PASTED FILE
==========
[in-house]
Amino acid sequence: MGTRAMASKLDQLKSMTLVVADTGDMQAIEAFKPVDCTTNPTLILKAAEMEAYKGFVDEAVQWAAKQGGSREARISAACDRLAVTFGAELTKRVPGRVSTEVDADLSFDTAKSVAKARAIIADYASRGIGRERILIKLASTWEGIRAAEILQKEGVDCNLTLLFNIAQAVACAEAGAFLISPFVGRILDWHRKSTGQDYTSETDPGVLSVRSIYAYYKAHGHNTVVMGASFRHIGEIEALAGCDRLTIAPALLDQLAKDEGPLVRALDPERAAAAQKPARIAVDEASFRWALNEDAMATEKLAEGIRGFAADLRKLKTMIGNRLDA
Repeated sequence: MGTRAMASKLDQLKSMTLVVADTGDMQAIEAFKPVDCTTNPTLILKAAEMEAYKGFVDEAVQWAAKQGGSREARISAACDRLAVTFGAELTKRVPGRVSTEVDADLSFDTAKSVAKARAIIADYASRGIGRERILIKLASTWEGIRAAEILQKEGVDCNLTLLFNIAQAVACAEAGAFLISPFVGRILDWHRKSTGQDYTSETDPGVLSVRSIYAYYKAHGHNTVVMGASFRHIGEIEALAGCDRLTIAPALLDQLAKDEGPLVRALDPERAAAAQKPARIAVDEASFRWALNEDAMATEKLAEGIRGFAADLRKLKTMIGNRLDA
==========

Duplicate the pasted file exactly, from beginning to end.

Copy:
[in-house]
Amino acid sequence: MGTRAMASKLDQLKSMTLVVADTGDMQAIEAFKPVDCTTNPTLILKAAEMEAYKGFVDEAVQWAAKQGGSREARISAACDRLAVTFGAELTKRVPGRVSTEVDADLSFDTAKSVAKARAIIADYASRGIGRERILIKLASTWEGIRAAEILQKEGVDCNLTLLFNIAQAVACAEAGAFLISPFVGRILDWHRKSTGQDYTSETDPGVLSVRSIYAYYKAHGHNTVVMGASFRHIGEIEALAGCDRLTIAPALLDQLAKDEGPLVRALDPERAAAAQKPARIAVDEASFRWALNEDAMATEKLAEGIRGFAADLRKLKTMIGNRLDA
Repeated sequence: MGTRAMASKLDQLKSMTLVVADTGDMQAIEAFKPVDCTTNPTLILKAAEMEAYKGFVDEAVQWAAKQGGSREARISAACDRLAVTFGAELTKRVPGRVSTEVDADLSFDTAKSVAKARAIIADYASRGIGRERILIKLASTWEGIRAAEILQKEGVDCNLTLLFNIAQAVACAEAGAFLISPFVGRILDWHRKSTGQDYTSETDPGVLSVRSIYAYYKAHGHNTVVMGASFRHIGEIEALAGCDRLTIAPALLDQLAKDEGPLVRALDPERAAAAQKPARIAVDEASFRWALNEDAMATEKLAEGIRGFAADLRKLKTMIGNRLDA